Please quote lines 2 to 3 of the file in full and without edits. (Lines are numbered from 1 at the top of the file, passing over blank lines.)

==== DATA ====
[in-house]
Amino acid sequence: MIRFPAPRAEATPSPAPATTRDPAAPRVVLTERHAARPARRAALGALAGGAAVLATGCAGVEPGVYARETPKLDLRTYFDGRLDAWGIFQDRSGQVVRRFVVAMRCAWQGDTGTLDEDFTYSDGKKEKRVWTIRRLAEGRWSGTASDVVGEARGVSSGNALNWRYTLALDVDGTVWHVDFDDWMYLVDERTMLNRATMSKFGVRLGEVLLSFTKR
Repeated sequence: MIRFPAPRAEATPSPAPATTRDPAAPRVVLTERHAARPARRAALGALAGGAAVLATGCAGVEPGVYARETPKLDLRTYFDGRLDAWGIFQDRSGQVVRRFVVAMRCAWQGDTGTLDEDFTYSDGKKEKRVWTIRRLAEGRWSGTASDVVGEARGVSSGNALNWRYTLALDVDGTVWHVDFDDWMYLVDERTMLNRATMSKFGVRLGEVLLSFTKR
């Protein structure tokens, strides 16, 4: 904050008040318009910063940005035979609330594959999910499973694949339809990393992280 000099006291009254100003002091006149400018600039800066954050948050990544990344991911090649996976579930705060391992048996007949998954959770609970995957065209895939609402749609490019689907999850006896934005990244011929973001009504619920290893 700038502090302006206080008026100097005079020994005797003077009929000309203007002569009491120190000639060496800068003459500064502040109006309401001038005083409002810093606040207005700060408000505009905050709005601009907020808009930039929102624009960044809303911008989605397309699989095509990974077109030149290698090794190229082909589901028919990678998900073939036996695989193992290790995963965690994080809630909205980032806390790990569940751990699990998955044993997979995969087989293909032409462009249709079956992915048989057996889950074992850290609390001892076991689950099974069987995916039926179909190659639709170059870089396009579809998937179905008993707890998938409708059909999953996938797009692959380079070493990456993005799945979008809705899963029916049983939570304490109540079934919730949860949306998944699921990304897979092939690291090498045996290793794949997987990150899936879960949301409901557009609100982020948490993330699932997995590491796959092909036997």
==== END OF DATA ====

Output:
Amino acid sequence: MIRFPAPRAEATPSPAPATTRDPAAPRVVLTERHAARPARRAALGALAGGAAVLATGCAGVEPGVYARETPKLDLRTYFDGRLDAWGIFQDRSGQVVRRFVVAMRCAWQGDTGTLDEDFTYSDGKKEKRVWTIRRLAEGRWSGTASDVVGEARGVSSGNALNWRYTLALDVDGTVWHVDFDDWMYLVDERTMLNRATMSKFGVRLGEVLLSFTKR
Repeated sequence: MIRFPAPRAEATPSPAPATTRDPAAPRVVLTERHAARPARRAALGALAGGAAVLATGCAGVEPGVYARETPKLDLRTYFDGRLDAWGIFQDRSGQVVRRFVVAMRCAWQGDTGTLDEDFTYSDGKKEKRVWTIRRLAEGRWSGTASDVVGEARGVSSGNALNWRYTLALDVDGTVWHVDFDDWMYLVDERTMLNRATMSKFGVRLGEVLLSFTKR